It's not related to the topic, but may I ask how you implemented the update mechanism? Without a "loader" (e.g. actual code is in a DLL, service only loads and executes the DLL,) I never managed to achieve this. I never figured out how to restart the service from within the service.

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Posted (edited)
1 hour ago, aehimself said:

It's not related to the topic, but may I ask how you implemented the update mechanism? Without a "loader" (e.g. actual code is in a DLL, service only loads and executes the DLL,) I never managed to achieve this. I never figured out how to restart the service from within the service.

I usually use a seperate .exe located next to the service dll. The exutable stops the serive, does the updates, and restars the service.

The executable is ofcourse called by the service.

 

Another options is to create a seperate maintance service.

 

 

 

 

Edited by mvanrijnen

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Posted (edited)
1 minute ago, mvanrijnen said:

- double psot

 

Edited by mvanrijnen

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1 hour ago, aehimself said:

I never figured out how to restart the service from within the service.

It's not the best method but I run a batch file with

net stop ServiceName
net start ServiceName

 

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3 hours ago, aehimself said:

I never figured out how to restart the service from within the service.

I never tried this, but there are some options for service recovery. If you exit the service with an error code, windows should restart it for you right away:

 

image.png.ea4fb7ec67280c5d0c343bbbb9f06498.png

 

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Thank you all for the replies guys but I don't want to hijack OP's topic. The methods here seem to be "hacky" (to crash the service and let Windows to restart it - it's a tricky approach I have to admit, though!) or already tried (creating a batch file to sleep for 5 seconds, and issue the NET TOP/START commands. Issue is, as parent program stops, it stops the child processes and therefore the batch file execution too).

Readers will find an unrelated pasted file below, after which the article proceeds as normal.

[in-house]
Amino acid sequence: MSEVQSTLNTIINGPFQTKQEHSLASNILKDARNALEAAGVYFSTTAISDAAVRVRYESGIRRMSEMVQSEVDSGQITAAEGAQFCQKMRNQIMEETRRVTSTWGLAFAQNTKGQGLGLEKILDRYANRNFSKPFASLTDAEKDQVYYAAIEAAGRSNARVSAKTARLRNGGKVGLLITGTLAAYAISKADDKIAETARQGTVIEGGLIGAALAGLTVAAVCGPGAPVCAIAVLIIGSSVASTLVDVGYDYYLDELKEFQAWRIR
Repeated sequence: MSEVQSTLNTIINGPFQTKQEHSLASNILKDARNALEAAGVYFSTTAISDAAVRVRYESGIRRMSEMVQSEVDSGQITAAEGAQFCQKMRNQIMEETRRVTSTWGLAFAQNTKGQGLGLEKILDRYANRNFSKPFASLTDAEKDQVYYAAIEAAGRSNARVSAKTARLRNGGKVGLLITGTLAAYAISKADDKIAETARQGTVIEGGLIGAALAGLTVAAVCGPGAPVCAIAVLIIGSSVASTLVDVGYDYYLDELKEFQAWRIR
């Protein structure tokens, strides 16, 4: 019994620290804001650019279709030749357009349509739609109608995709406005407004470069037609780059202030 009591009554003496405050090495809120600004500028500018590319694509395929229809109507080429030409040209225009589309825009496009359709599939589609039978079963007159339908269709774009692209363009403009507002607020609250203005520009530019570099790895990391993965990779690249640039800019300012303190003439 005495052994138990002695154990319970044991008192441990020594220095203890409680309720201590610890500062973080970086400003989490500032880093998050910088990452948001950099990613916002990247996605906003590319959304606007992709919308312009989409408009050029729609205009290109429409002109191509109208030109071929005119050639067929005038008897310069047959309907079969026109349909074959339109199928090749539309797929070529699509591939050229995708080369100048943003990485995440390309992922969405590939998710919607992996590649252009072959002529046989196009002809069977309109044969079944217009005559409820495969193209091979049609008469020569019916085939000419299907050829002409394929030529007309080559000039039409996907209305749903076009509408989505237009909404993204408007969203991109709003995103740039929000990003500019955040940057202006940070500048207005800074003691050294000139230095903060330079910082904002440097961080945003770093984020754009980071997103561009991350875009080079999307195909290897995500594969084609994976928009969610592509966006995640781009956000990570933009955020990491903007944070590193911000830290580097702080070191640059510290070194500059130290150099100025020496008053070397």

I was curious if there is a trick to restart a service from within the service itself without the need of a loader, maintenance service - an other executable in general. As it is not that important for me at the moment I'll just keep my eyes open to see if such method was unearthed already.

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11 minutes ago, aehimself said:

creating a batch file to sleep for 5 seconds, and issue the NET STOP/START commands. Issue is, as parent program stops, it stops the child processes and therefore the batch file execution too

Why to sleep 5 second? And ShellExecute() doesn't create a child processes.

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On 3/5/2021 at 10:41 PM, aehimself said:

Issue is, as parent program stops, it stops the child processes and therefore the batch file execution too

Why do you think so?

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3 hours ago, Fr0sT.Brutal said:

Why do you think so?

 

1 hour ago, Lars Fosdal said:

Pretty simple but effective. Hasn't failed me yet. 

I tried creating a batch file from within the service. It slept 5 seconds (so I can see the process start) called NET STOP, slept 5 seconds (giving time for the service to stop) and NET START. When I called this batch from within the service I remember seeing the process starting and ending when the service terminated. This is why I never used this method.

As it works for others I am sure I did something wrong; unfortunately I don't have the code snipplet to debug now.

 

@Lars Fosdal this looks promising, I'll make a dummy service app to test it 🙂

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@aehimself You need to have the unit as high as possible in the .dpr uses list to ensure that finalization is run as late as possible.

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WOW! @Lars Fosdal, i used that quite succesfully in an application after you mentioned it last time (some ½ year?).

I had no ide it is possible to do that in a service.

 

If i can get this to work, then i could skip almost all 5 different VPN implementations on my own machines 🙂